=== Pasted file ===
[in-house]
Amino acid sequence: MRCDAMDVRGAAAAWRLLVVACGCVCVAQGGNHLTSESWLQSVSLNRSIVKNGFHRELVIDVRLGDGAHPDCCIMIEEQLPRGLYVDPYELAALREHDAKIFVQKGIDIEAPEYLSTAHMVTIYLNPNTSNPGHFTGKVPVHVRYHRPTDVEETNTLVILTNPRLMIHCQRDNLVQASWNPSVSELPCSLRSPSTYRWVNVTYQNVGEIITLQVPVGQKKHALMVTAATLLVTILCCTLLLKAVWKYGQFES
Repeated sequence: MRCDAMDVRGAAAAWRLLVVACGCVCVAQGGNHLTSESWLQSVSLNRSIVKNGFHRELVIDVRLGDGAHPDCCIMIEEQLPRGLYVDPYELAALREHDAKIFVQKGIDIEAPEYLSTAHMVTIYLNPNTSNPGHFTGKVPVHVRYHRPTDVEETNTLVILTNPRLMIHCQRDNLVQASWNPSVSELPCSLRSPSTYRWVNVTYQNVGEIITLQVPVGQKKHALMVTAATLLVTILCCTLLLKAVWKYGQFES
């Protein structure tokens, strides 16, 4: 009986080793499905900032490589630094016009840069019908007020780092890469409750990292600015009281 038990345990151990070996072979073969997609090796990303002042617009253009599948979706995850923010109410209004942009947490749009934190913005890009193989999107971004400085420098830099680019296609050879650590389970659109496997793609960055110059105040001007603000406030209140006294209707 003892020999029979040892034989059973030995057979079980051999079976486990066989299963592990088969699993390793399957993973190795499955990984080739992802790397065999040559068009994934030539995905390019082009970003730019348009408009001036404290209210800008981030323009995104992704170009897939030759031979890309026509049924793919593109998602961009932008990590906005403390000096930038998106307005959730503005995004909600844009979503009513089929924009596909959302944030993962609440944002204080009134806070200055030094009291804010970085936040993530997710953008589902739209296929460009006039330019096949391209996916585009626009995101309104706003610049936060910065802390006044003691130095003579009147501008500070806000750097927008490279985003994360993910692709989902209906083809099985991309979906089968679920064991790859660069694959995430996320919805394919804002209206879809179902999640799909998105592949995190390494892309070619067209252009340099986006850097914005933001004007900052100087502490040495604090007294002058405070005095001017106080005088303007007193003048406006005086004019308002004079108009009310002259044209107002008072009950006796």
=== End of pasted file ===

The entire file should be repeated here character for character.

[in-house]
Amino acid sequence: MRCDAMDVRGAAAAWRLLVVACGCVCVAQGGNHLTSESWLQSVSLNRSIVKNGFHRELVIDVRLGDGAHPDCCIMIEEQLPRGLYVDPYELAALREHDAKIFVQKGIDIEAPEYLSTAHMVTIYLNPNTSNPGHFTGKVPVHVRYHRPTDVEETNTLVILTNPRLMIHCQRDNLVQASWNPSVSELPCSLRSPSTYRWVNVTYQNVGEIITLQVPVGQKKHALMVTAATLLVTILCCTLLLKAVWKYGQFES
Repeated sequence: MRCDAMDVRGAAAAWRLLVVACGCVCVAQGGNHLTSESWLQSVSLNRSIVKNGFHRELVIDVRLGDGAHPDCCIMIEEQLPRGLYVDPYELAALREHDAKIFVQKGIDIEAPEYLSTAHMVTIYLNPNTSNPGHFTGKVPVHVRYHRPTDVEETNTLVILTNPRLMIHCQRDNLVQASWNPSVSELPCSLRSPSTYRWVNVTYQNVGEIITLQVPVGQKKHALMVTAATLLVTILCCTLLLKAVWKYGQFES
């Protein structure tokens, strides 16, 4: 009986080793499905900032490589630094016009840069019908007020780092890469409750990292600015009281 038990345990151990070996072979073969997609090796990303002042617009253009599948979706995850923010109410209004942009947490749009934190913005890009193989999107971004400085420098830099680019296609050879650590389970659109496997793609960055110059105040001007603000406030209140006294209707 003892020999029979040892034989059973030995057979079980051999079976486990066989299963592990088969699993390793399957993973190795499955990984080739992802790397065999040559068009994934030539995905390019082009970003730019348009408009001036404290209210800008981030323009995104992704170009897939030759031979890309026509049924793919593109998602961009932008990590906005403390000096930038998106307005959730503005995004909600844009979503009513089929924009596909959302944030993962609440944002204080009134806070200055030094009291804010970085936040993530997710953008589902739209296929460009006039330019096949391209996916585009626009995101309104706003610049936060910065802390006044003691130095003579009147501008500070806000750097927008490279985003994360993910692709989902209906083809099985991309979906089968679920064991790859660069694959995430996320919805394919804002209206879809179902999640799909998105592949995190390494892309070619067209252009340099986006850097914005933001004007900052100087502490040495604090007294002058405070005095001017106080005088303007007193003048406006005086004019308002004079108009009310002259044209107002008072009950006796």